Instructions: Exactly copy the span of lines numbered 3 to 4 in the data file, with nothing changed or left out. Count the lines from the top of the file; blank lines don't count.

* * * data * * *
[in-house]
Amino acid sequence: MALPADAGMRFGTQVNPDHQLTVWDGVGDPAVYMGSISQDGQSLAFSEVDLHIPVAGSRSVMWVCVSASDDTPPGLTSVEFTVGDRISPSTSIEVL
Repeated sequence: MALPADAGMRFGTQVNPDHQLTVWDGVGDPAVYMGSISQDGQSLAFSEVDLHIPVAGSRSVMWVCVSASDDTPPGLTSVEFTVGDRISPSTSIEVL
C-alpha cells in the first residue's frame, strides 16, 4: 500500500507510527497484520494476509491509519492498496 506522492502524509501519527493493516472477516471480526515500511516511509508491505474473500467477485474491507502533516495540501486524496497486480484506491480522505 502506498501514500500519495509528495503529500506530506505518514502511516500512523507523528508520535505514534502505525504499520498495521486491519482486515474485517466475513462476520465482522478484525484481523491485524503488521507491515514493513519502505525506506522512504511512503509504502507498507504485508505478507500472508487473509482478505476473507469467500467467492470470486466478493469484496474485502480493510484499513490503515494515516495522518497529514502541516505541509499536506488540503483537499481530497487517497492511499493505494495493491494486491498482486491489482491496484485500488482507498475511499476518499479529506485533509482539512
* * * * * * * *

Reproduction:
Repeated sequence: MALPADAGMRFGTQVNPDHQLTVWDGVGDPAVYMGSISQDGQSLAFSEVDLHIPVAGSRSVMWVCVSASDDTPPGLTSVEFTVGDRISPSTSIEVL
C-alpha cells in the first residue's frame, strides 16, 4: 500500500507510527497484520494476509491509519492498496 506522492502524509501519527493493516472477516471480526515500511516511509508491505474473500467477485474491507502533516495540501486524496497486480484506491480522505 502506498501514500500519495509528495503529500506530506505518514502511516500512523507523528508520535505514534502505525504499520498495521486491519482486515474485517466475513462476520465482522478484525484481523491485524503488521507491515514493513519502505525506506522512504511512503509504502507498507504485508505478507500472508487473509482478505476473507469467500467467492470470486466478493469484496474485502480493510484499513490503515494515516495522518497529514502541516505541509499536506488540503483537499481530497487517497492511499493505494495493491494486491498482486491489482491496484485500488482507498475511499476518499479529506485533509482539512